After a week in which several major hirers of contractors declared that they would be forcing all of their freelancers on to PAYE income tax and National Insurance – so-called “blanketing” – come the new financial year, on Wednesday it appeared that some good news for UK contractors had emerged.
Sainsbury’s, who engage a number of contractors via their banking arm, issued a statement declaring that they would be applying the new IR35 rules properly: making individual IR35 status assessments on a case-by-case basis, supported by the government’s official CEST status checker tool for the IR35 rules.
The news came as a result of a contractor getting in touch with freelancer website itcontractor.com to inform them that Sainsbury’s had told its contractors the same thing as GlaxoSmithKline, Wells Fargo, Aegon and Rolls Royce have communicated with their contract workforce recently: Sainsbury’s was to apply a blanket policy of forcing all contractors onto PAYE or leave the company.
Itcontractor.com then published the news in an article last Friday. Sainsbury’s saw the article and contacted the website: “There is a news story on the site alleging Sainsbury’s is automatically registering all contractors as IR35 – this is completely untrue. A quick call to the press office would have confirmed this. Please can you correct the article immediately?” they emailed the website.
The contractor website issued a retraction via a new article published on Wednesday, which boldly declared:
“That’s that all cleared up now and it is very good news for contractors. As I told Sainsbury’s we are much happier publishing good news for contractors than publishing bad news for them.
“And it is very good news indeed.
“One hopes that other companies in the food retail sector will follow Sainsbury’s example. In the banking sector all the major banks followed HSBC’s example in blanket banning the use of personal service companies.”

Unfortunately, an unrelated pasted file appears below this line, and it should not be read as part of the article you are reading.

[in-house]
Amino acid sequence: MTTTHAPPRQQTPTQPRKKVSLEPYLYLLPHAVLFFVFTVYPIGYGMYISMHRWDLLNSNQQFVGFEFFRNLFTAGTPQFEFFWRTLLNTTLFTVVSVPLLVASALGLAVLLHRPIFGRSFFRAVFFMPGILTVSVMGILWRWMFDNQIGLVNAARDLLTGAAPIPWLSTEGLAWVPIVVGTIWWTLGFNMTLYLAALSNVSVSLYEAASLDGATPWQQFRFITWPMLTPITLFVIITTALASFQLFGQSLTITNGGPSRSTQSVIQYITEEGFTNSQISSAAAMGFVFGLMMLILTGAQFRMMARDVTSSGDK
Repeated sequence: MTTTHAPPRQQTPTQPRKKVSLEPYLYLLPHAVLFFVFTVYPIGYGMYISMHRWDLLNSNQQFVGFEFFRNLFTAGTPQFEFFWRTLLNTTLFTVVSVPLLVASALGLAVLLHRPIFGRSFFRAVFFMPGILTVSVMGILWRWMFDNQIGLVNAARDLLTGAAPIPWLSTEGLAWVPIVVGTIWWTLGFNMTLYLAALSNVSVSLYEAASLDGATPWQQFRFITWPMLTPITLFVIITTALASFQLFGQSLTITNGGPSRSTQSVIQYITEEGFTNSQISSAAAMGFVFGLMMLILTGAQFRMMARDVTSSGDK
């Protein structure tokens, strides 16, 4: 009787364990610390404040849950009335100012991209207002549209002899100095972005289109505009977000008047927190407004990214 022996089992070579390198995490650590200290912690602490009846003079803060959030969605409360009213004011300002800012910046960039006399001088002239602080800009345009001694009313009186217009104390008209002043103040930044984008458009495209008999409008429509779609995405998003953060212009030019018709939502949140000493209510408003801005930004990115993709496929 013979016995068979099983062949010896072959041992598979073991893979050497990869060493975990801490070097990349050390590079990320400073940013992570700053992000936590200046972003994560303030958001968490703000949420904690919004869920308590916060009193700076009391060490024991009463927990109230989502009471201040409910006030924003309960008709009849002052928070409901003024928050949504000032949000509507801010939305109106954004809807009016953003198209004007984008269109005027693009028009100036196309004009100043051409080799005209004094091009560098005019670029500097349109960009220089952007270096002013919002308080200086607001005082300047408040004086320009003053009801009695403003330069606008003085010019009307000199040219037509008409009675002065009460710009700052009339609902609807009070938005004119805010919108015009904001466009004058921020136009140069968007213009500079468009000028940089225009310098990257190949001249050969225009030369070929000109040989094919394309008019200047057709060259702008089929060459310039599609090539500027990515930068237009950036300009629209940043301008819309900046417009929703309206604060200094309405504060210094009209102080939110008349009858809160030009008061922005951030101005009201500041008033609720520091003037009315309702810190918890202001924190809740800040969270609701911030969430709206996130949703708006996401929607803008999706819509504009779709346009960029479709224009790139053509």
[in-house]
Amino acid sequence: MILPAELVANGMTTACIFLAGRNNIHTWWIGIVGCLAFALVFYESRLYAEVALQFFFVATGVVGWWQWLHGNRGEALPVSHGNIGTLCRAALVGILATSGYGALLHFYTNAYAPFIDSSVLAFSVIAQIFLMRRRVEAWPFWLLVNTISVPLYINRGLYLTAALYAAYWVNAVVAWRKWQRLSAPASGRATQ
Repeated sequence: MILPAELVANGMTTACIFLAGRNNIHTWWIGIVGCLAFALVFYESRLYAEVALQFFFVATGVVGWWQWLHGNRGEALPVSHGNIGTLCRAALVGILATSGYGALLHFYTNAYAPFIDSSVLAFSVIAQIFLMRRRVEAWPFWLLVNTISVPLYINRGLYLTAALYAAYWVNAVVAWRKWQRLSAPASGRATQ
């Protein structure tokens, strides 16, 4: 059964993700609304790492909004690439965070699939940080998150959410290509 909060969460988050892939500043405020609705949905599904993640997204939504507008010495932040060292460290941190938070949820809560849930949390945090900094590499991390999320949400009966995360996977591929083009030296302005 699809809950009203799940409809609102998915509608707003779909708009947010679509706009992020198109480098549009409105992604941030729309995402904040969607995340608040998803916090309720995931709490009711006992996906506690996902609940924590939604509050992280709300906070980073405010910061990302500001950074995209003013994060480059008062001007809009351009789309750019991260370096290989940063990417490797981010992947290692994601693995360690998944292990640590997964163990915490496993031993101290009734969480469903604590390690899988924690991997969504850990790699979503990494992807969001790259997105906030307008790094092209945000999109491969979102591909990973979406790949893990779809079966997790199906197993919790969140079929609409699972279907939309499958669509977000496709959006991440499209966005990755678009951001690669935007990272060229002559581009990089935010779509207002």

This news was also reported in an article on ContractorUK.com.
However, the website was promptly flooded with emails from Sainsbury’s contractors who wanted to set the record straight: whilst Sainsbury’s do intend to check each and every one of their contractors’ IR35 employment statuses individually, they will do so using CEST and CEST alone, and fully expect nearly all of their contractors to fail the IR35 test and have to move to a PAYE solution.
Sainsbury’s subsequently issued a press release confirming what the aggrieved contractors were telling itcontractor.com:
“Sainsbury’s is committed to taking the new legislation seriously. We are making individual determinations for all contractor assignments and whilst our working practices will mean that we are likely to deliver a very high number of ‘Inside IR35’ determinations, there may still be a handful of opportunities to work ‘outside of IR35’.
“Our ongoing commitment is to assess every existing and new assignment using the CEST tool, to make that determination and give clarity before an assignment begins.”
The original source who contacted the website told them: “Sainsburys has clearly stated that they would not change their working practices to be outside IR35 compliant. Several of the contractors I have spoken to have committed to leaving Sainsburys ahead of April.
“However, it might need to be by February in case March work falls in April’s billing. It may even be by January if they issue the determinations in January and we cannot accept them without opening ourselves up to incorrect and unfair back tax bills which would mean we’d effectively be working for free or be negative to continue working accepting those determinations.
“Quite a few people I have asked have contracts ending in March anyway so they won’t be re-signing or accepting Inside IR35 either way.”
All of which does not offer contractors a lot of festive cheer this Christmas. Many contractors are being told that they effectively will have to pay employment taxes without receiving employment benefits, even if they work on an “outside IR35” basis, or leave the company.
For those lucky contractors whose clients intend to operate Off-Payroll IR35 properly, the likelihood is that they will end up in the same boat, thanks to HMRC’s CEST tool, which was updated recently following an uncharacteristically public critique by the Chartered Institute of Taxation, but remains inherently flawed due to its IR35 “checklist” approach, an approach that has been consistently rejected by the courts.
The best contractors can hope for is a delay to the implementation of the Off-Payroll IR35 rules, which is set to take effect in April, due to the government’s promised review of the new IR35 rules. However, there is unlikely to be an announcement on when a IR35 review will take place – if any – and whether that would mean a delay, until after Christmas, leaving thousands of UK freelancers in doubt of their futures over the festive period.
20th December 2019.